NCAA Under the Radar: Orlando Johnson
Orlando Johnson has solidified himself as one of the best scorers in college basketball and he’ll likely compete for the nation’s scoring title this season. Last year, he was the fifteenth-best scorer in the country after averaging 21.1 points, and many of the players who finished above him are now on NBA rosters.
Now, as Johnson enters his senior season at UC Santa Barbara, he’s hoping to take his game to the next level and carve his own path to the NBA. Johnson has an impressive résumé that includes two Big West Tournament Most Valuable Player awards and two Big West scoring titles. His list of accomplishments has made him very popular in NBA circles.
“I bring great leadership and I’m a savvy competitor, someone who is determined to get the job done,” Johnson said when asked to describe his game. “People see what I can do as a scorer, but I think I’m also a good rebounder for my size and I’m becoming more of a lockdown defender. My defense has gotten better each year I’ve been playing. I know I’m going to continue improving because I’m going to keep working hard. I want to be the best player I can be.”
This offseason, Johnson took the necessary to steps to continue his development. He represented the United States in the World University Games in China and participated in skills academies hosted by LeBron James and Kevin Durant. This allowed Johnson to expand his game and test himself against the best players in the country.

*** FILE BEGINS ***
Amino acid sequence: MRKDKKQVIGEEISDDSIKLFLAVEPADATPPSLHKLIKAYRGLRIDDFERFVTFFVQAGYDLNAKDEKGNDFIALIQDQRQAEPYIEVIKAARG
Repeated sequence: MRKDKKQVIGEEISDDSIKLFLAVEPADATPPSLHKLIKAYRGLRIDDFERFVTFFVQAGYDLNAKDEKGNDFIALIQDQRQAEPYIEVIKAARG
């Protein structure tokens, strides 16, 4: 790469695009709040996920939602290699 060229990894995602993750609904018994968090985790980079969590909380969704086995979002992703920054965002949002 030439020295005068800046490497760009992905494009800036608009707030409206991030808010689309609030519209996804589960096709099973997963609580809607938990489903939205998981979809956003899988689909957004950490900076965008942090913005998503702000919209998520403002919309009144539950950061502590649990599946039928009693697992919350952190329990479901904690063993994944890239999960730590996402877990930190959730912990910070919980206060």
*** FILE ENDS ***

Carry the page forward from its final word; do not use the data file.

“The competition this offseason was great,” Johnson said. “I was able to get after it with some guys who are highly touted, guys who are talked about more than me. It was a great situation for me. We’re all trying to achieve the same thing: We all dream about playing in the NBA. I feel like I’m getting closer and closer each day and I want to make this dream a reality. I know I have to work harder than the guys at Vanderbilt, North Carolina and Duke. They have an advantage because they get more attention than someone from Santa Barbara or any of these mid-major schools. I just have to go harder than them and work as hard as I can so that I have the chance to prove people wrong.”
Before Johnson emerged as one of the most talented players in the country, he had to overcome many obstacles. Throughout his childhood, he had to endure more deaths than many people encounter in a lifetime.
As an infant, his mother passed away. When he was six years old, he was living with ten relatives when his house caught on fire, killing four of his family members. Johnson moved in with his grandmother after the tragic incident. She raised him for five years, but then passed away when he was 11. That’s when his two older brothers, Robbie Johnson and Jamell Damon, dropped everything to care for Orlando. They had high expectations for him and helped mold him into the man he is today.